"To young people, the clubs are a place to hang out with your buddies, but older people see them as a place where older people go to cheat on their marriage," says Phoua Yang, a 23-year-old assistant program manager in the youth and families department at Lao Family Community of Minnesota Inc. in St. Paul. "Part of that is because of a difference in our culture. I'm sure most of those older people are divorced, but because the culture sees divorce as really bad, they don't admit it or publicize it; they would probably be disrespected."
Yang, who says she occasionally enjoys the Asian clubs in the area, also insightfully traces the rise in fighting and underage drinking to the growing pains of a culture in flux. "I am not saying teenagers in other ethnicities aren't rebelling too, but with the Hmong there's a tendency to want to grow up faster--we really don't have teenage years. Back in Laos, parents considered that you should be married and having children when you are 17, so if you are raised in a Hmong family, it is still in the back of your head that you are an adult at 17."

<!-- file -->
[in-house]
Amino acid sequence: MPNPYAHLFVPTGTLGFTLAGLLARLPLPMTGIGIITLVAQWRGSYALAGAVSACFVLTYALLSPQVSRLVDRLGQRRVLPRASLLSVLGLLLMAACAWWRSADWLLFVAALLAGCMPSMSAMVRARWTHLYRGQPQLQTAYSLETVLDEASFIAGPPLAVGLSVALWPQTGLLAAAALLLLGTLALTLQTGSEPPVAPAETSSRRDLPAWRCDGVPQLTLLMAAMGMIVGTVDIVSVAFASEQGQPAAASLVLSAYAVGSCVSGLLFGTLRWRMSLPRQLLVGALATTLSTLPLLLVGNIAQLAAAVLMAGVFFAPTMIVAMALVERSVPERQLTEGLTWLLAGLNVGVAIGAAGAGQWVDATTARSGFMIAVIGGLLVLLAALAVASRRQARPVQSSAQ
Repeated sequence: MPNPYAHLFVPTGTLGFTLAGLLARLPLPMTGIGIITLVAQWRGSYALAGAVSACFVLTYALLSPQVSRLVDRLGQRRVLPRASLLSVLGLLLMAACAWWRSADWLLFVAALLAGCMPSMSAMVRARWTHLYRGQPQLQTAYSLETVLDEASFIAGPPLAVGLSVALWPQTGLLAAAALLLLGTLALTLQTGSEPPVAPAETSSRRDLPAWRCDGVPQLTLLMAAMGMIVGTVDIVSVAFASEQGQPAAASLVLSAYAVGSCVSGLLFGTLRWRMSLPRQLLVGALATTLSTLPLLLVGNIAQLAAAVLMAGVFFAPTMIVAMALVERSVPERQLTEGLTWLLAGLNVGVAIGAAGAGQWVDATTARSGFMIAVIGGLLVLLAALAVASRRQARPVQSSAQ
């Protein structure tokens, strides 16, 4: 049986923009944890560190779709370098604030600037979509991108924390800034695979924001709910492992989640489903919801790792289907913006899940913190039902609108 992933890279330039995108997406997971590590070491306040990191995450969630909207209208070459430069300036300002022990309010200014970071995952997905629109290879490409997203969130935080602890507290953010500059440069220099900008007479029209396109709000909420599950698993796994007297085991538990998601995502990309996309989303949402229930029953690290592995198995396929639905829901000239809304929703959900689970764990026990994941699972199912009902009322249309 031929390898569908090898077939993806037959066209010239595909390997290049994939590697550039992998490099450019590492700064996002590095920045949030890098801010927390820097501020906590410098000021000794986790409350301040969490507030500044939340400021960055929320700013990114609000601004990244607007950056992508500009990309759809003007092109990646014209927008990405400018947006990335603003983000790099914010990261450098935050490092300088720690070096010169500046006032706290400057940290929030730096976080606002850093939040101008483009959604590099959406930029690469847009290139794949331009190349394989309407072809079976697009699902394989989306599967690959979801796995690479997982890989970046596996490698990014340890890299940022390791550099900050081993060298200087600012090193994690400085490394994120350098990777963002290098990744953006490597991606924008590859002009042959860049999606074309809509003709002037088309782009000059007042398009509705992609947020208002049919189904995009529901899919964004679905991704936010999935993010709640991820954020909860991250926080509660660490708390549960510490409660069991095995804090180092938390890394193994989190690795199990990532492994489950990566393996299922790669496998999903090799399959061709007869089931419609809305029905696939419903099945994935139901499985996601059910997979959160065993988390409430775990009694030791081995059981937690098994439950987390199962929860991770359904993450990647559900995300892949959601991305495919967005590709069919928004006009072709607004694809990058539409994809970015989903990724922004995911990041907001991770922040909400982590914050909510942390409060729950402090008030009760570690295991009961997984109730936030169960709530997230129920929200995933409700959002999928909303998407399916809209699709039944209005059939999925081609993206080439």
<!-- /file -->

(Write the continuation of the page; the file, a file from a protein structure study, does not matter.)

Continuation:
Because traditional Hmong parenting amounts to preparing children for early adulthood, it's not surprising that the methods are often strict and highly disciplined. The propensity for corporeal punishment and unyielding ultimatums caught the attention of the media and social-service agencies shortly after the first influx of Hmong immigrants arrived in the early Eighties, and parents were subjected to a gentle but firm campaign for greater leniency.